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[HanCinema's Film Review] "New Normal"

Jeong Beom-shik has already made a name for himself in the horror genre, as the co-director of "Epitaph" and director of "Gonjiam: Haunted Asylum". His newest work, even if still rooted in the particular genre, also signifies a turn towards a different path, particularly since the narrative involves the lives of six people in Seoul, during a timeframe of 4 days, in an era, though, that seems somewhat futuristic.


Hyeon-jeong is watching the news about a series of murders of women, when a particularly insisting fire-alarm technician asks to enter her apartment for a check. Seung-Jin is mocked by his friends for not doing volunteer work and good deeds in general, so he decides to help an elderly woman in a wheelchair. Hyeon-soo is trying to find a boyfriend through a new app, which just notifies its users when a suitable match is somewhere in the area. Hoon, after also learning about this app and the theory of star signs, finds a mysterious letter with instructions on how to find the woman who wrote it, and decides to follow the lead. Gee-jin is an unemployed man-child who spends his time playing video games, at least when he is not stalking the stewardess next door, he seems to have a crush on. Yeon-jin wants to be a musician but she is stuck in her life as a part-time worker on the night shift of a convenience store, having to deal with rude customers every day.

"New Normal" is a genuine mixed bag of a movie. In the first segment, Jeong really seems to be on to something, with his intelligent sense of humor and the rather entertaining twist. The second segment follows in similar paths, particularly for the ending, but the oomph of the first part is obviously not present, at least not as a whole. The rest of the segments become even less impactful, with the combination of Wong Kar Wai/Kim Ki-duk notions not working at all, and the twists essentially looking out of place, not being able to carry the segments fully. The last and biggest part, returns the movie to form to a point, but considering the turn towards a social drama for the most part, seems somewhat disconnected from the rest of the narrative, and the appearance of characters from the previous ones does not help significantly.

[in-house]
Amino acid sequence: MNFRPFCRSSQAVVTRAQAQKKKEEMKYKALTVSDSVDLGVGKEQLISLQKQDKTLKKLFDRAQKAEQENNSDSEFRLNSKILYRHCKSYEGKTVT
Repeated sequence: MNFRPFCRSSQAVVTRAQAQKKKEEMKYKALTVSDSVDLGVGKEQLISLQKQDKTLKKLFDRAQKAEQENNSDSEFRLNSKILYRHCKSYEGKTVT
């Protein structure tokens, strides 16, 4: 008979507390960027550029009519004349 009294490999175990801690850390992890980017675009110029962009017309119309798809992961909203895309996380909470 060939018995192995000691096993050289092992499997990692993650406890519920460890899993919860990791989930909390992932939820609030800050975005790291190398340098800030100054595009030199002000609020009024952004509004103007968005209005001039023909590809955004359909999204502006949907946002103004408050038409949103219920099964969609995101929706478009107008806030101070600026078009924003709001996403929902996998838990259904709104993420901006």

As such, the movie ends up functioning more like a collage of different ideas than a compact narrative, essentially an omnibus that tries to appear as a feature. A number of the individual ideas, and particularly the use of humor and the twists are actually great, but in the end, not enough to carry the whole movie from beginning to end, with the middle parts in particular, being of an obvious lower quality.

On the other hand, Ha Da-in's performance in the last part is excellent, particularly in the scenes where she interacts with the customers, while Choi Ji-woo's appearance as Hyeon-jeong steals the show a number of times. The comments regarding assumption (misconception if you prefer) and the blights it creates are quite pointed as much as hilarious in the way they are presented, with this aspect actually connecting the whole film, to a point at least.

Kim Young-min-IV's cinematography is impressive on occasion, as in the peeping scenes for example, but in general, nothing spectacular. Jeong Beom-sik's own editing results in a relative fast pace that works nicely for the narrative, but the aforementioned issues also have to do with the way it was edited, as it would definitely benefit if the first part was larger or at least better connected with the rest of the story, and some of the stories completely missing.

"New Normal" is not a bad film, and some of the ideas presented here are definitely original. However, as a whole it does not make much sense, resulting in a movie that would be better if presented as individual shorts rather than a single feature.

Review by Panos Kotzathanasis


"New Normal" is directed by Jeong Beom-sik, and features Choi Ji-woo, Lee Yoo-mi, Choi Minho, P.O, Jeong Dong-won, Ha Da-in. Release date in Korea: 2022.

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